Musha, Musa, Musā, Mūṣā, Muṣā: 21 definitions
Musha means something in Buddhism, Pali, Hinduism, Sanskrit, Marathi, Jainism, Prakrit, Hindi. If you want to know the exact meaning, history, etymology or English translation of this term then check out the descriptions on this page. Add your comment or reference to a book if you want to contribute to this summary article.
The Sanskrit terms Mūṣā and Muṣā can be transliterated into English as Musa or Musha, using the IAST transliteration scheme (?).
Alternative spellings of this word include Moos.
Images (photo gallery)
Shilpashastra (iconography)Source: Shodhganga: The significance of the mūla-beras (śilpa)
Mūṣā (मूषा) refers to an “earthen hollow mould of a figure”, as defined in the texts dealing with śilpa (arts and crafs), known as śilpaśāstras.—According to Ramatirtha, mūṣā is an earthen hollow mould of a figure; just as copper is melted by fire and poured into a mould takes that very shape, so does the mind take the shape of the object comprehended. It is still a living art. It is practiced by sthapatis or metal workers who have kept alive this ancient art, both by preserving the texts relating to the mode of preparation and the contemplative hymns or dhyānaślokas that describe the forms of individual icons.
Shilpashastra (शिल्पशास्त्र, śilpaśāstra) represents the ancient Indian science (shastra) of creative arts (shilpa) such as sculpture, iconography and painting. Closely related to Vastushastra (architecture), they often share the same literature.
Rasashastra (chemistry and alchemy)Source: Wisdom Library: Rasa-śāstra
Mūṣā (मूषा) is a Sanskit technical term referring to “crucibles” (containers used in laboratories that can withstand very high temperatures). The term is used throughout Rasaśāstra literature.Source: Indian Journal of History of Science, 31(4), 1996: Mūṣāvijñāna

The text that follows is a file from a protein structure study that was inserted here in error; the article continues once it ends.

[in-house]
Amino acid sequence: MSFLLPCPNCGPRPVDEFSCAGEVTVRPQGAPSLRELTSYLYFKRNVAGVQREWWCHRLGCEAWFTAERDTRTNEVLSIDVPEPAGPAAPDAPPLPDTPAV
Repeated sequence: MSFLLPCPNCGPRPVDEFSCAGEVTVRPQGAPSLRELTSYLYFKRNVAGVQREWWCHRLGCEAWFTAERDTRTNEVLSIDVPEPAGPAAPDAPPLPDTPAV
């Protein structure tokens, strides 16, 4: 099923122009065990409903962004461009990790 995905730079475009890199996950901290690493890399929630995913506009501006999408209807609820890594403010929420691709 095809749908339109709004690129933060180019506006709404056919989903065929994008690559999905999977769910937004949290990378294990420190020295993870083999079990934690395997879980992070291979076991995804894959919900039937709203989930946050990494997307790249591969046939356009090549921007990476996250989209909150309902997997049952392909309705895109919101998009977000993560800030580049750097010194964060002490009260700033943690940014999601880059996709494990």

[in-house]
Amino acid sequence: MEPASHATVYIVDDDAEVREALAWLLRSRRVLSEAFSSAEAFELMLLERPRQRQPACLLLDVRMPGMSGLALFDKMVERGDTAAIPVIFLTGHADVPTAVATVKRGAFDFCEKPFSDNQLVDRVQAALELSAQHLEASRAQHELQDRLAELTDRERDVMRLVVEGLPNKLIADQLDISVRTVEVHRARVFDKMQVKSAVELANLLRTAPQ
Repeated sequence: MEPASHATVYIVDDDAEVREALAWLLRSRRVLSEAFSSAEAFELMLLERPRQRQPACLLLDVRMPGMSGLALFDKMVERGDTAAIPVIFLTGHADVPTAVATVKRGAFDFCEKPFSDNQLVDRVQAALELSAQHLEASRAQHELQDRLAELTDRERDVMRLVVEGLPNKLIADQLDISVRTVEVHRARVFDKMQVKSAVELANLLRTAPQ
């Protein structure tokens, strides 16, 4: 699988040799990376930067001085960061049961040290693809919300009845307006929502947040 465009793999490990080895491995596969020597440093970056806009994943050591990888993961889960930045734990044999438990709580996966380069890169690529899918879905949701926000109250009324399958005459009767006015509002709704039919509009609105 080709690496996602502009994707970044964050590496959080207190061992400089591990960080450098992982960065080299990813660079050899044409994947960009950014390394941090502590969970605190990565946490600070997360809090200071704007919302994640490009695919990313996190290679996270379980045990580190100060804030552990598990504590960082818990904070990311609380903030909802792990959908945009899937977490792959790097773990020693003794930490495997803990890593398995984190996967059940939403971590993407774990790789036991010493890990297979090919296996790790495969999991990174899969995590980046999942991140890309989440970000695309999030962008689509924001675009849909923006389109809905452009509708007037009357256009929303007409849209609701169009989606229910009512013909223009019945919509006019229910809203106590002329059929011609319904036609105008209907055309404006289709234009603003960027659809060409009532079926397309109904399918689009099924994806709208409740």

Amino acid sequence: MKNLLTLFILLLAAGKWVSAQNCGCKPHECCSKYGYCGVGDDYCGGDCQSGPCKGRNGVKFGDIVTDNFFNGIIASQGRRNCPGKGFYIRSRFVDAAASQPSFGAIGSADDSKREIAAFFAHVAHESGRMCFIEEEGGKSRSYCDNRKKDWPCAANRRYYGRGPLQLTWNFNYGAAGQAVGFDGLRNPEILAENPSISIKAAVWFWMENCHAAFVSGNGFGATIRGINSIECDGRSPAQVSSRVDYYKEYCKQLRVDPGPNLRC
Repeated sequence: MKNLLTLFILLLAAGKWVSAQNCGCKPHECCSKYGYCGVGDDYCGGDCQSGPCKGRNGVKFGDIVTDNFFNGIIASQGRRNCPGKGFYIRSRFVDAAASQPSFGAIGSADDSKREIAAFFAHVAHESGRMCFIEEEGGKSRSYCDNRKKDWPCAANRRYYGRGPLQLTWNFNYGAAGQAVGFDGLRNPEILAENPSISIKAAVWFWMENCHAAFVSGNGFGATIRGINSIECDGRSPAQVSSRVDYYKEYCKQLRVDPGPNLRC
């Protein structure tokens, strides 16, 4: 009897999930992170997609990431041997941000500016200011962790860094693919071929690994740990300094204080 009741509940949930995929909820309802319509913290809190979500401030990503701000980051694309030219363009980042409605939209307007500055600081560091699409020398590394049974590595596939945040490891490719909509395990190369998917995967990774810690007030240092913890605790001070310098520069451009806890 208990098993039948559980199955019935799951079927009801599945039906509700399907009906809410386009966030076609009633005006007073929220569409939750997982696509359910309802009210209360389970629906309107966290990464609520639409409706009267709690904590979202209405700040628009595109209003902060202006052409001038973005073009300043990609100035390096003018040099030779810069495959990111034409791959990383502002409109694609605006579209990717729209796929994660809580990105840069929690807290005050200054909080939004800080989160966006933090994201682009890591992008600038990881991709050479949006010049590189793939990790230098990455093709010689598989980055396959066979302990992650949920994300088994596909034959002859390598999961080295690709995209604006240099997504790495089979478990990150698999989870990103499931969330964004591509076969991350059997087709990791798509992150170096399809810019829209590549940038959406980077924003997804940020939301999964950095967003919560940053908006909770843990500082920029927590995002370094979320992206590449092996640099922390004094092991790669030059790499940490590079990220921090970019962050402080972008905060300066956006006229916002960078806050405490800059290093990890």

Mūṣā (मूषा, “crucibles”) refers to crucibles used for smelting metals.—It is a well-known fact that Indian metallurgy had reached great heights during the medieval period i.e. 500-1500 AD. According to the Rasaratnasamuccaya 10.2 a mūṣā is one which destroys faults in metals. The word mūṣā has its origin in the process of purification of metals to which it is primarily employed.
The synonyms of mūṣā describe its properties and application:
- Kroncikā, one which has a break like that of a kronca bird,
- Kumudī, one which makes metals white i.e. purifies them,
- Kārahāṭikā, one which makes hāṭaka or gold,
- Pācanī, one which heats or digests,
- Vahnimitra, friend of fire, i.e. one which stands fire.
Crucibles (mūṣā) were always made for a single use. After completion of the operation, the crucible was broken to take the product out. A verse from Rasakāmadhenu 2.207 is indicative of this practic. Similarly, in Gorakṣasaṃhita 5.231, when the crucible is broken, the essence falls down.
Rasashastra (रसशास्त्र, rasaśāstra) is an important branch of Ayurveda, specialising in chemical interactions with herbs, metals and minerals. Some texts combine yogic and tantric practices with various alchemical operations. The ultimate goal of Rasashastra is not only to preserve and prolong life, but also to bestow wealth upon humankind.